Chronic hyperinsulinaemia and hypertension: the role of the sympathetic nervous system


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Abstract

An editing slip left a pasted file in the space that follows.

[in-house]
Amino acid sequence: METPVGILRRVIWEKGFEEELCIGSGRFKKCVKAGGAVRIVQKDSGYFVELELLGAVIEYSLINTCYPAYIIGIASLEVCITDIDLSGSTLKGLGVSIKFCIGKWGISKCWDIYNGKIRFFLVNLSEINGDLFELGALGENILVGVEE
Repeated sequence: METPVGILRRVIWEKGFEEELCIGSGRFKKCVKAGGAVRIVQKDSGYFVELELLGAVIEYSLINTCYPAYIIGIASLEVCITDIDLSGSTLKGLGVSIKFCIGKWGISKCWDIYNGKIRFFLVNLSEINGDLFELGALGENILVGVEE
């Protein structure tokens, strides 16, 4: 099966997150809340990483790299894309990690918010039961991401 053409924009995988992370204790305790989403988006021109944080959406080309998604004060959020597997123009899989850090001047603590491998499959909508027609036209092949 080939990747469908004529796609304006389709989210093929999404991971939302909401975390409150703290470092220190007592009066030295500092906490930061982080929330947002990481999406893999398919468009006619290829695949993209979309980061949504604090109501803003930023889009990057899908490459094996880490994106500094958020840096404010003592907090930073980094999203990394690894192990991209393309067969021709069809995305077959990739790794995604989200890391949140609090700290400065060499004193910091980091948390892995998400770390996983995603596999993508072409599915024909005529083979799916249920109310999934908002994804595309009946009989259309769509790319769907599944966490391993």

ObjectiveTo determine the implication of the sympathetic nervous system in the relationship observed between insulin resistance and hypertension.DesignRats were chronically treated with insulin for 12 days by subcutaneously implanted osmotic pumps and given 10% glucose in their drinking water. A separate group of rats also received glucose only, and control rats received tap water.ResultsPhysiological hyperinsulinaemia (1.5 and 4.5 mU/kg per min insulin) increased mean arterial pressure by approximately 10 mmHg and heart rate by 60 beats/min, and supraphysiological insulinaemia (9 mU/kg per min) did not produce additional haemodynamic effects. Insulin-treated rats developed insulin resistance, as shown by an intravenous glucose-tolerance test. Glucose treatment alone induced intermediate haemodynamic and metabolic responses. Plasma noradrenaline levels rose slightly in insulin-treated rats and were positively correlated with mean arterial pressure but not with insulinaemia, even though insulinaemia was also correlated with mean arterial pressure. The reflex sympathetic activation during hypotension revealed, in the presence of a noradrenaline uptake antagonist, that insulin increases noradrenaline release but also enhances noradrenaline uptake. Chronic hyperinsulinaemia did not alter the sympathetic vascular and cardiac responses, as assessed by the measurement of the second messengers produced by activation of α1-or β-adrenergic receptor pathways.ConclusionChronic euglycaemic hyperinsulinaemia seems to modify sympathetic activity through several mechanisms, and this action could participate in the elevation of blood pressure observed in this rat model.

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